Electrical energy

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Content – Forms of energy

 


 

Electrical energy – Electrical current

Electrical current is movement of electrically charged particles, which may be electrons or ions.

The movement of electrically charged particles will in normal day life mean electricity that we receive through cables from the power plant or radio waves moving through air converted to other forms of energy by our home appliances.

Electrical current is measured in Ampere (A), which is a measure of movement of electrical charge during a certain time.The movement occur when there exist a differential potential between two locations connected with an electrical leader (within an electrical circuit).

Electrical energy

Electrical energy is the combination of electric current (movement) and electrical potential that is delivered by a circuit.

Electrical energy – Electric fields

Electric fields are areas surrounding charged particles that exert force on other charged particles causing the particles to move and do work.

Electric fields can be compared to gravitational fields in that both fields are areas surrounding an object that are influenced by the object.

Positive charged particles create electric fields that repel other positive charged particles. Negative charged particles create electric fields that attract positive charged particles.

Particles

All matter is made up of atoms, and atoms are made up of particles, positive charged particles (protons), neutral charged particles (neutrons), and negatively charged particles (electrons). Electrons orbit around the centre of the atoms (nucleus). The nucleus is made up of neutrons and protons.

Illustration of carbon atom. (This text is displayed because your browser do not support SVG)

 

Metals

Many metals have certain electrons that are loosely attached to their atoms. If an electric field is applied electrons will move from one atom to another, thereby a current of electricity is created.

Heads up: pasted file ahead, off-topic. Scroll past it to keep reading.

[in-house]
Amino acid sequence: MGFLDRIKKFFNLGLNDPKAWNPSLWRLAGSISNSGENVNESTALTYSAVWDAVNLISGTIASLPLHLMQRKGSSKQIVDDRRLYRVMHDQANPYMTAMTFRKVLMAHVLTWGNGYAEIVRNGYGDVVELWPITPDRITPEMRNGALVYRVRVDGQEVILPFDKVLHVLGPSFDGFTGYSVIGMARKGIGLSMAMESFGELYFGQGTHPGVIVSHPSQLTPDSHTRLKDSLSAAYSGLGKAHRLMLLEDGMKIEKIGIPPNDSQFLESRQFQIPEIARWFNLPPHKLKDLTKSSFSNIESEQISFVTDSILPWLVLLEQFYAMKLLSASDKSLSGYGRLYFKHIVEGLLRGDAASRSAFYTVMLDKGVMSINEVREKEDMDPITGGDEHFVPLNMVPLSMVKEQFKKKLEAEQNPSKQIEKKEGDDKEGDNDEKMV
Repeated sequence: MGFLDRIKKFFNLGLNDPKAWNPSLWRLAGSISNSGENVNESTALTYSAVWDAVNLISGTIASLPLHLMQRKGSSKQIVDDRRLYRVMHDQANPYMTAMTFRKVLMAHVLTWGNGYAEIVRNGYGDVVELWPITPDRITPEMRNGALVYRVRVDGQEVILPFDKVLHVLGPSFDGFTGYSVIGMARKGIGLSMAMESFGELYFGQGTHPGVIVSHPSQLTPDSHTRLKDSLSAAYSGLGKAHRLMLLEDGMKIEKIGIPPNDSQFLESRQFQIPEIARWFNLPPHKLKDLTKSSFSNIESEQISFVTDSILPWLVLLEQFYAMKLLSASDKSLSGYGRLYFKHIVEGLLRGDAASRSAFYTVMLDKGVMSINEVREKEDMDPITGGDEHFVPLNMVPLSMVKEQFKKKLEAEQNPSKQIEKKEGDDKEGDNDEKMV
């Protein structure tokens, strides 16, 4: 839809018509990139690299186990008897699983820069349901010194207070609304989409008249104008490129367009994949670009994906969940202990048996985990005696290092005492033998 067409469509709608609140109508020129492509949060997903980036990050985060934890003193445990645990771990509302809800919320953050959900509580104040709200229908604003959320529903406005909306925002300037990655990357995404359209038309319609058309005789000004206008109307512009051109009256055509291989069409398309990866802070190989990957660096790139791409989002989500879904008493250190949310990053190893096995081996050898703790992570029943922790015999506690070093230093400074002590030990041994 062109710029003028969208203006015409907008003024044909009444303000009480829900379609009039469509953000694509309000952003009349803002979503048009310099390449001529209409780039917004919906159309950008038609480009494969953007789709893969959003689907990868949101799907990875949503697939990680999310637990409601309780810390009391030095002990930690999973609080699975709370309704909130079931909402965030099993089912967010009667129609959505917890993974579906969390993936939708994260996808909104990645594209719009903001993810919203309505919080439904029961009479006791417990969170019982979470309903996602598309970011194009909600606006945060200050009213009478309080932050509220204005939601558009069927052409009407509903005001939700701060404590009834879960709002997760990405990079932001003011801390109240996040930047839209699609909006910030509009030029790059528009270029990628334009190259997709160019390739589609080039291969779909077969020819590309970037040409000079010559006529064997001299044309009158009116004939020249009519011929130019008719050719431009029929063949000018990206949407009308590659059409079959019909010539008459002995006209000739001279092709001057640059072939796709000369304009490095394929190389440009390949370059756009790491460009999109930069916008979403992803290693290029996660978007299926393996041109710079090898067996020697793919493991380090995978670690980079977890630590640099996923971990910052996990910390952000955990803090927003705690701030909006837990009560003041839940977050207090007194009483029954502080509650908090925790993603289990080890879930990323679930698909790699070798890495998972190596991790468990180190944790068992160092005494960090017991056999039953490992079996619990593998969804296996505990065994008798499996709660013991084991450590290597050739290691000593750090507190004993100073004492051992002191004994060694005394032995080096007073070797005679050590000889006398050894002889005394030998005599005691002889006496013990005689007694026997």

An ability of a substance to flow electrons (or conduct electricity) is its conductivity.

Since many metals have a high conductivity they are often used to transfer electricity. Copper is such a metal with a very high conductivity providing very little resistance to the movement of electrons.

Formula for electrical energy

Energy (Joule) = Power (Watt) x Time (Second)
Power (Watt) = Energy(Joule) / Time(Second)
1 Watt = 1 Joule / Second.

Electrical energy may be defined by the work (W) carried out or needed to move electrically charged particles.

W = UIt (Joule)
U = Differential potential (Volt)
I = current (Ampere) (Columb per second)
R = Resistanse (Ohms Ω)
t = time (second)

From the equation above we can derive the following equations that:

Power

P (Power) = W/t = UIt/t = Ui (volts x ampere) (Watt)
P = R x I2
P = U2/R

Current

I = P/U (ampere)
I = U/R
I = (P/R)1/2

Electrical potential

U = RI
U = P/I
U = (PR)1/

Resistance

R = U/I (ohm`s law)
R= P/I
R = P/I2

Differential potential (Volt) measures how much electrical energy at a certain charge (certain number of electrons) that is transmitted (or needed to be transmitted) through a circuit. The number of electrons is measured by the unit Coulomb (1.6 x 1019 electrons).

1 Volt = 1 joule/Coulomb

1 Ampere is the electrical current needed to transport one colomb per second

1 Ampere = 1Coulomb/second

The electrical charge (Q) of an electron (negative) or proton (positive) is = 1,60217653× 10-19 Coulomb (C)

The unit of resistance (ohm) is the resistance between two points of a conductor when a constant potential difference of 1 volt, applied to these points, produces in the conductor a current of 1 ampere.